Both my wife and the Alpha Child have a gluten sensitivity. It isn’t full blow Coeliac disease, it is enough to floor both of them in different ways. Alpha has a very severe eczema. We put her on a G-free diet about five months ago. Her skin went from being broken, split and irritated to irritated and hivey. Believe it or not, that is a big improvement. She used to have cracks in her skin that would bleed and become infected. She still has scratching fits, but overall there is an improvement.
My wife had a attack of diverticulitis. It runs in the family. For the past year she was really struggling with the aftermath of the attack. A few months ago I was reading and article in the WSJ about gluten sensitivity. It was as if the journal interviewed my wife and wrote an article about what she was going through.
Now that both of them have successfully transitioned to a G-free diet, I have found myself doing more food prep to support that. Key in this endeavor is making bread at least once a week. You would be appalled at the amount of money you can spend on a loaf of gluten free bread. My daughter will buy some from the baker at the farmers market for $3.00 a loaf ($4.00 for everyone else). I get a box mix and use it to make two loaves at a time. I also make flax bread for my wife, as well as deyhdrated almonds.
The new hit in the house is rice pasta. It cooks differently, but once you throw on some sauce, you’d never know the difference. I used to make a pound for dinner, but the boy eats so much of it that I have had to switch to at least 1.5 lbs just to keep up.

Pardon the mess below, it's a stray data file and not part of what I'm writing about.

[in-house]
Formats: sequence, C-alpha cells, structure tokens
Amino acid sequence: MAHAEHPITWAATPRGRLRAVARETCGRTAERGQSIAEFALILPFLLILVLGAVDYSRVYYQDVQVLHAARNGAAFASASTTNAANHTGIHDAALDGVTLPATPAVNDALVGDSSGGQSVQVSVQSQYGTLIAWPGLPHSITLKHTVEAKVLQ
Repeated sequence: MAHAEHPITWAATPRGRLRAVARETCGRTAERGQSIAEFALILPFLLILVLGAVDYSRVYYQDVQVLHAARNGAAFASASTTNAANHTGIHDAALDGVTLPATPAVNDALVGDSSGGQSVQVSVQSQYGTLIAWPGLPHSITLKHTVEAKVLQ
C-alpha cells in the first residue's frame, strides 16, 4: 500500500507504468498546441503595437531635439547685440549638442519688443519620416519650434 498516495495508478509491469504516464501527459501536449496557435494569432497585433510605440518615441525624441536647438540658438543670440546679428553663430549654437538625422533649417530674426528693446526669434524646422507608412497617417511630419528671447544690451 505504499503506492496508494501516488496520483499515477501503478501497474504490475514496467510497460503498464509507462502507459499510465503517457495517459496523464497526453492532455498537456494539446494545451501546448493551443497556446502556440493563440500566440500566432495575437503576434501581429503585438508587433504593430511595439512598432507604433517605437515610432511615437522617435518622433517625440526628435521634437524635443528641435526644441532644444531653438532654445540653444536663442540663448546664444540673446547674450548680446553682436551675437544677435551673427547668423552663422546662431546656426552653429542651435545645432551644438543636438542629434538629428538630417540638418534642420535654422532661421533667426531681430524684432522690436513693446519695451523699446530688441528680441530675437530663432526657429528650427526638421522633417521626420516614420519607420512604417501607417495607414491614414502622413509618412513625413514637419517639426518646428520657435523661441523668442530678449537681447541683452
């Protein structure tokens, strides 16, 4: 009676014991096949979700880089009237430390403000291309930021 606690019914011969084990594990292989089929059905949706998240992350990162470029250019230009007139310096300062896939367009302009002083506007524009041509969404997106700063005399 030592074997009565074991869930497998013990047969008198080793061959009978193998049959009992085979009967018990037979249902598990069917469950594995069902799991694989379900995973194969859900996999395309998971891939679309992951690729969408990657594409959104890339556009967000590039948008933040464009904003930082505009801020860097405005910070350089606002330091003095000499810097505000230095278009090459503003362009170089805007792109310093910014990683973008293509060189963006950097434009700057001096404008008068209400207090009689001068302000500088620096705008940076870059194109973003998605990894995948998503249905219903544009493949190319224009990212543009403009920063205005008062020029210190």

Since going G-free, Alpha has lost about five pounds. She has never been overweight, but losing five pounds made her look healthier. I guess that is a common G-free side effect. Maybe I should do that too….
My wife has started reading a book by Elisabeth Hasselbeck, from that Afternoon Yak show, about how to be G-free. An interesting aspect is that it covers the social aspect of how to inform a party host that you won’t be eating their yummy spread. Or how to handle the situation where someone shoves a piece of sourdough bread in your face and tells you that you must try this! Food is such a part of people’s identities that you can offend someone if you don’t take the proper approach.
The comforting part is that she is not alone. There are a great number of moms-with-kids-who-have-gluten-problems-have-blogs-that-tell-you-all-about-it. Wifey always has lots of ideas to that are gleaned from those blogs. My MIL even sent a great cookbook. Come to think of it, I think she sent the G-free book as well…
Great ride this morning. 5 miles. It’s a start.
And so it goes.